Federal law mandates that television broadcasts accommodate deaf and hard of hearing consumers with the captioning of shows. Why not radio?
That's a question we have been pondering (and struggling with) at NPR Labs. We're well on the way to finding some answers and we'd like you to join the conversation as we move forward.
At CES 2011 in Las Vegas next week, NPR Labs will be hosting the annual Radio with Vision Showcase. This year it will — among other things — feature a conversation with mobile app developers on how best to advance our captioning project.
The ever-spreading digital revolution has made it possible to deliver radio broadcasts concurrently with a text feed of the audio. It is important to NPR that we take steps to be inclusive, making radio something that can be shared between deaf individuals and the hearing world around them.
We took a big step toward this goal during our 2008 election-night coverage when we successfully distributed captioned-radio programming to a national audience for the first time.
We think an open-source approach to radio captioning could spark the beginning of a global movement to bring radio to millions of people who lack hearing. (Our proposal for a global captioned standard for radio transmissions is nearing adoption at the ITU).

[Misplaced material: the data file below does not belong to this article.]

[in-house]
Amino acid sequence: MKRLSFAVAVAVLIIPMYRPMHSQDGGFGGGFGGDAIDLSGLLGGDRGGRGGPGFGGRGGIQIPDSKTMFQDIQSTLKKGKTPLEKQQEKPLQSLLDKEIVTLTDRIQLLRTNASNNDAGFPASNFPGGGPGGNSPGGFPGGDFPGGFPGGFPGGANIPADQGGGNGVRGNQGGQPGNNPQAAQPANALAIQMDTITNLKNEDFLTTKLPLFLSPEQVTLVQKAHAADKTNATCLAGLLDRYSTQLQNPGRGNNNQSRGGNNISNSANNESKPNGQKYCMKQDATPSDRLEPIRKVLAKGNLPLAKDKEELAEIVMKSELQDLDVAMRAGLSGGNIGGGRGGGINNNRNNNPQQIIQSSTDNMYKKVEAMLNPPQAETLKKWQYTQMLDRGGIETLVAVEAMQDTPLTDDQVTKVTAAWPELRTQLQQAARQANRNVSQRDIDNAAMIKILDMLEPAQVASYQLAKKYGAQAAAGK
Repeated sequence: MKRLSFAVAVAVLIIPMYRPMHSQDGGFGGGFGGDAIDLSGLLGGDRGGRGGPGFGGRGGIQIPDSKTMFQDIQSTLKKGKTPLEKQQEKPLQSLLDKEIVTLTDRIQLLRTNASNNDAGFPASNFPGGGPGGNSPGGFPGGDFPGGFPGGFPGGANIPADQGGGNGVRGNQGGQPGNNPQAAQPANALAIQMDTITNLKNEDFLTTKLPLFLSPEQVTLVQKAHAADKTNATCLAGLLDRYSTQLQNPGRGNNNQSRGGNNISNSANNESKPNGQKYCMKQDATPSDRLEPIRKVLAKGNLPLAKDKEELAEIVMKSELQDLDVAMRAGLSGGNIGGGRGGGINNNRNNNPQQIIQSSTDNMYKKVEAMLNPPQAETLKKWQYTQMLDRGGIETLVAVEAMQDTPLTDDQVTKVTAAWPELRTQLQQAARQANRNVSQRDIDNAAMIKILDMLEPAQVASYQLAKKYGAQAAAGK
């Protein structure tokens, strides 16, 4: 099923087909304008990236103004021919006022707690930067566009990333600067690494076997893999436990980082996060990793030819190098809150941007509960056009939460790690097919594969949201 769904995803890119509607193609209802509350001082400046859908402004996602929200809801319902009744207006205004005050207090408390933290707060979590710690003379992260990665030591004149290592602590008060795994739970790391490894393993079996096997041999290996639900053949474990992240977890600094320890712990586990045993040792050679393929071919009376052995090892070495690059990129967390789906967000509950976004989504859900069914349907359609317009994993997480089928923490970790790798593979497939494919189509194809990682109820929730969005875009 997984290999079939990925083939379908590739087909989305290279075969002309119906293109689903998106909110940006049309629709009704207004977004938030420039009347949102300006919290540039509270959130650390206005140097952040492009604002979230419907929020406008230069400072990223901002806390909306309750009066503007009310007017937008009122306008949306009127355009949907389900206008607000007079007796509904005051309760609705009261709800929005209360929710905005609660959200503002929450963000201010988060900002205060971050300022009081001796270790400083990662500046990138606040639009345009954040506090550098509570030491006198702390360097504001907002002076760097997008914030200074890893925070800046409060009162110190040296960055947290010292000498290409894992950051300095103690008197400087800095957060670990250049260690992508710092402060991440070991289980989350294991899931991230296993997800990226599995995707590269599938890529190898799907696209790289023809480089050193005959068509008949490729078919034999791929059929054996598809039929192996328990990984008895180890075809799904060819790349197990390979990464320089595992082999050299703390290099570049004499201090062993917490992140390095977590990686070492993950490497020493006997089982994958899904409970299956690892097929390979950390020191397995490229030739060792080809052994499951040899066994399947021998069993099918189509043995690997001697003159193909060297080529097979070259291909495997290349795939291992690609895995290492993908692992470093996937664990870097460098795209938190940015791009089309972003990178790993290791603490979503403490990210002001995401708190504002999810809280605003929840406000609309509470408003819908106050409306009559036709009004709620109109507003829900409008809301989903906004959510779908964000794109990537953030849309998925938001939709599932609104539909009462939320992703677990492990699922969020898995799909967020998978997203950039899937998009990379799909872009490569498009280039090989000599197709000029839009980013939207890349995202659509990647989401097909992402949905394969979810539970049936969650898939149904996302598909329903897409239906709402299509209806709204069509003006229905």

We plan to establish working relationships with developers for iOS, Android and web apps, in addition to any other appropriate platforms. We are looking forward to an enthusiastic discussion at CES to kick off this new stage of our Accessible Radio initiative.
Information about the Radio with Vision Showcase — which runs from 10 a.m. to 3 p.m. on January 5 at CES in Las Vegas — can be found on our website: nprlabs.org.
Developers are invited to join us throughout the day, including lunch (RSVP). The session specifically addressing mobile platforms begins at 2 p.m. See you there!
NPR Labs is a research and development group that focuses on making terrestrial radio a better experience for as many people as we can. We pioneered work on multicast HD Radio streams in the first half of the decade. Now we're working to make radio captioning a reality.